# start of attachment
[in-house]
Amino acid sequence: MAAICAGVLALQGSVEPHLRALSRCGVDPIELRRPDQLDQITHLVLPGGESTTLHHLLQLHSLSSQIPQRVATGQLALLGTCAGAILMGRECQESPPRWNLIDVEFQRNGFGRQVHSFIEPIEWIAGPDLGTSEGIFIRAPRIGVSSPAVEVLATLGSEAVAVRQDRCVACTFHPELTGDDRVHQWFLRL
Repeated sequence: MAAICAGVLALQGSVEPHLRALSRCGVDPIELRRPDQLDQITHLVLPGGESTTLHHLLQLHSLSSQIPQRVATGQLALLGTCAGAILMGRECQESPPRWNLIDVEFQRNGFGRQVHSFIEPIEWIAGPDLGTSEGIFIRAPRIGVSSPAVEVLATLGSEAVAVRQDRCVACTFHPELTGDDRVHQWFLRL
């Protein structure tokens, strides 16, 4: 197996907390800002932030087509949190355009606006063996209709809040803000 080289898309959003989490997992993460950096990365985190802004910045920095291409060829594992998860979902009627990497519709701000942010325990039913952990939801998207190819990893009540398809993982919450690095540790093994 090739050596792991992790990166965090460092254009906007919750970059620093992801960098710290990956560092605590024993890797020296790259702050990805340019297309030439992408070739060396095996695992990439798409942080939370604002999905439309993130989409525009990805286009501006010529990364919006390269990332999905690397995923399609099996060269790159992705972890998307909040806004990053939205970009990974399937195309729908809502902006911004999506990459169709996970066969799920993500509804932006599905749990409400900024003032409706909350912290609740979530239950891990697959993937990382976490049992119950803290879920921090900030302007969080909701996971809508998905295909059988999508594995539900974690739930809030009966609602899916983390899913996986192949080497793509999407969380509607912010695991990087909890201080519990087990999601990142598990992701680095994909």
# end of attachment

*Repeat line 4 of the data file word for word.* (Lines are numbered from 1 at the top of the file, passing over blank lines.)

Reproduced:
């Protein structure tokens, strides 16, 4: 197996907390800002932030087509949190355009606006063996209709809040803000 080289898309959003989490997992993460950096990365985190802004910045920095291409060829594992998860979902009627990497519709701000942010325990039913952990939801998207190819990893009540398809993982919450690095540790093994 090739050596792991992790990166965090460092254009906007919750970059620093992801960098710290990956560092605590024993890797020296790259702050990805340019297309030439992408070739060396095996695992990439798409942080939370604002999905439309993130989409525009990805286009501006010529990364919006390269990332999905690397995923399609099996060269790159992705972890998307909040806004990053939205970009990974399937195309729908809502902006911004999506990459169709996970066969799920993500509804932006599905749990409400900024003032409706909350912290609740979530239950891990697959993937990382976490049992119950803290879920921090900030302007969080909701996971809508998905295909059988999508594995539900974690739930809030009966609602899916983390899913996986192949080497793509999407969380509607912010695991990087909890201080519990087990999601990142598990992701680095994909």